Not Upheld: Violence
The Authority did not uphold a complaint that a spoof of OMC hit song ‘How Bizarre’, in which the singer mimicked the original artist’s accent, breached the discrimination and denigration standard. The Authority found the accent used was an attempt to imitate the distinctive singing voice of Mr Fuemana and sound of ‘How Bizarre’, in the spirit of spoofing the song itself, rather than an attempt to imitate a specifically Māori or Pacific Island English accent. It did not encourage discrimination against or denigration of Māori or Pacific Islanders.
Not Upheld: Discrimination and Denigration
The Authority has not upheld a complaint about a segment on Newshub which stated, ‘The White House has reportedly asked about adding President Trump's face to the famous granite carvings at the Mount Rushmore National Memorial’. The complainant submitted the news was fake and Mr Trump had already confirmed this before the broadcast. The Authority noted the statement was qualified by the word ‘reportedly’, and was accurate to the extent such reports had been made. While the segment carried little value in terms of public interest, the Authority found viewers were unlikely to have been misled.
Not Upheld: Accuracy
The Authority has upheld a complaint that an episode of 20/20 aired on free-to-air television on a Sunday at 9am, detailing serial killer Ted Bundy’s crimes, motivations, and background, breached the children’s interests and programme information standards. The Authority noted that the broadcast presented in detail some potentially distressing and disturbing content, and themes including sexual violence and perversion, murder, and abduction, without any audience advisory or warning for this content. Additionally, the Authority considered the content and themes were suited for broadcast during the M timeband (suitable for a mature audience), rather than during PG time (which indicated the content was not necessarily unsuitable for child viewers under adult supervision). Viewers were not given sufficient information or signposting about the programme’s likely content to enable them to make informed choices about whether they, or children in their care, should view the broadcast. The Authority therefore found that the potential harm arising from the broadcast, particularly in relation to child viewers, outweighed the broadcaster’s right to freedom of expression on this occasion.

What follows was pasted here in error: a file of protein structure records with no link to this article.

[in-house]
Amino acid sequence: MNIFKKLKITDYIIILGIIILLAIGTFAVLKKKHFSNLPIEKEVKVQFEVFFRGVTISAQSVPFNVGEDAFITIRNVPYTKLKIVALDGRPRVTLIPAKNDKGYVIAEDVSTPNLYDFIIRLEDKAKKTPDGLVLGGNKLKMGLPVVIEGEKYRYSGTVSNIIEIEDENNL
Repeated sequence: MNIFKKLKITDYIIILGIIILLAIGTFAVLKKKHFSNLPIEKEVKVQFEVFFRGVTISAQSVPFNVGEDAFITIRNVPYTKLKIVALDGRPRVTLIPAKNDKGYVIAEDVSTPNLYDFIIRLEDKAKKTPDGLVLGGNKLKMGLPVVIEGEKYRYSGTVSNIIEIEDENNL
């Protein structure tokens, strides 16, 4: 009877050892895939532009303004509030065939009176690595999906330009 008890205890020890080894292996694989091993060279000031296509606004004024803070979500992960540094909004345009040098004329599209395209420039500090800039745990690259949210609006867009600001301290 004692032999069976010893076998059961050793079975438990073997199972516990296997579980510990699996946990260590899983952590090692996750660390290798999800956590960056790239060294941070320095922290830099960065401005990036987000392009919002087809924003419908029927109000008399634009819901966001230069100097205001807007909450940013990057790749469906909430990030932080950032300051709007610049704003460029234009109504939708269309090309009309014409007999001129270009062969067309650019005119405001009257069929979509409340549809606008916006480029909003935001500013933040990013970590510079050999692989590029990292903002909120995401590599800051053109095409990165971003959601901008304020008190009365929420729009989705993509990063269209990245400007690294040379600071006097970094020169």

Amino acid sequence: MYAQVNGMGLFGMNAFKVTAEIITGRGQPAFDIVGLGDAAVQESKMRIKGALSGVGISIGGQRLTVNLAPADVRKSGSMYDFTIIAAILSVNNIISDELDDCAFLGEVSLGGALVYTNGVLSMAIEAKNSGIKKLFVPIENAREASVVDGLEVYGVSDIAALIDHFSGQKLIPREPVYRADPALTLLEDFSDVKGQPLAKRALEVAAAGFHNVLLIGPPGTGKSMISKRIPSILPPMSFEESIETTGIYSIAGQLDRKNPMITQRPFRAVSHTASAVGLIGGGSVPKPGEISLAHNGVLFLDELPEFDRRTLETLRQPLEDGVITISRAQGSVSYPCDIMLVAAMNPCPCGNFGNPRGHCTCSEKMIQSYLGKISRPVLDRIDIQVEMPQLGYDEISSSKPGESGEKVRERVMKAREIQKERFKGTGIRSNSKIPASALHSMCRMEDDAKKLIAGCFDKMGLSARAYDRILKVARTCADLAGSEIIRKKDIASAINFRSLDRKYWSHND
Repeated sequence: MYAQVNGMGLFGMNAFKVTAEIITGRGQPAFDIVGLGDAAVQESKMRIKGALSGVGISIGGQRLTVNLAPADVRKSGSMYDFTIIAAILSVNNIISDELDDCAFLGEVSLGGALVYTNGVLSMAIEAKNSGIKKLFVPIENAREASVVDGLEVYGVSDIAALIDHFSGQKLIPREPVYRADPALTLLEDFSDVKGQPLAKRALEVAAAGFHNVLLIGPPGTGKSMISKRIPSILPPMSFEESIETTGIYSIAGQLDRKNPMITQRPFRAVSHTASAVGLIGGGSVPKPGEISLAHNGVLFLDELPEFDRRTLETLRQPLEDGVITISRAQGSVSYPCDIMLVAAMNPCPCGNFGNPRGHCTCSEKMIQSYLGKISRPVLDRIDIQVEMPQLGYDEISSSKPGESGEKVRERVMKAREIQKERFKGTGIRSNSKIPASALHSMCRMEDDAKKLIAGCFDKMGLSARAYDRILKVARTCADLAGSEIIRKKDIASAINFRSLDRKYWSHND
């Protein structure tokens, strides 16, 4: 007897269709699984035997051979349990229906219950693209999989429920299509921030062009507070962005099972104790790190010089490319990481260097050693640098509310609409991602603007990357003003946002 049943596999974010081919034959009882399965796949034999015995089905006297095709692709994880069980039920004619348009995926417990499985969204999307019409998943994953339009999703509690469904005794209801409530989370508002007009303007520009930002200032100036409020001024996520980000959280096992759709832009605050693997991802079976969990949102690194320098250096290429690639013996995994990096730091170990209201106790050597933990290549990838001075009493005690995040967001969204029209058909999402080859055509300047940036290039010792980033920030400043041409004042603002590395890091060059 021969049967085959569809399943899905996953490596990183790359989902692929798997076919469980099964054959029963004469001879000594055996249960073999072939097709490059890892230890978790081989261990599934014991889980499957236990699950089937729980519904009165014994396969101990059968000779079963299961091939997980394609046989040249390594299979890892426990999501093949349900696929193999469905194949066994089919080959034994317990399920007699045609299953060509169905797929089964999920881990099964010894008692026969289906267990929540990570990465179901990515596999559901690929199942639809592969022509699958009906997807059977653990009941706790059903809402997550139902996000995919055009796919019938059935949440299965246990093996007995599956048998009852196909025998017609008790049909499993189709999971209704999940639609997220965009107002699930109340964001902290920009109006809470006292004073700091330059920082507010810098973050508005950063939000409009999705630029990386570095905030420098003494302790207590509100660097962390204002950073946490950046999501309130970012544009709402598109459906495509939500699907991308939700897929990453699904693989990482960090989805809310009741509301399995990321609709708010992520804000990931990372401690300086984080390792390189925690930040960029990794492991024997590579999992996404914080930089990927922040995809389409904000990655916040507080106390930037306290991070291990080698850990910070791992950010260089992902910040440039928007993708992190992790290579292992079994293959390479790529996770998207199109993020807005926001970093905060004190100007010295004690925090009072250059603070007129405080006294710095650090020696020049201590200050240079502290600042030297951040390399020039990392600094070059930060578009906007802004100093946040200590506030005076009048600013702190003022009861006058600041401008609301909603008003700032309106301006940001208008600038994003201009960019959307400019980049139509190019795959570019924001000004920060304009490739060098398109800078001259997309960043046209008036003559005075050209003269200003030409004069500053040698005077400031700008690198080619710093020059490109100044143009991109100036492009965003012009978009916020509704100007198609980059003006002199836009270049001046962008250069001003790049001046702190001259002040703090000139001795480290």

Upheld: Children’s Interests, Programme Information.
Orders: Section 16(4) – $750 costs to the Crown
The Authority has not upheld a complaint about an episode of New Zealand Hunter Adventures featuring two groups of duck shooters in New Zealand. The episode included footage of people, including young people, using firearms, shooting ducks, celebrating successful shots, holding and plucking dead ducks, and showcasing hunting gear and equipment. Taking into account the relevant contextual factors including the programme’s classification, target audience and audience expectations, the broadcast did not breach the good taste and decency, children’s interests or violence standard.
Not Upheld: Good Taste and Decency, Children’s Interests, Violence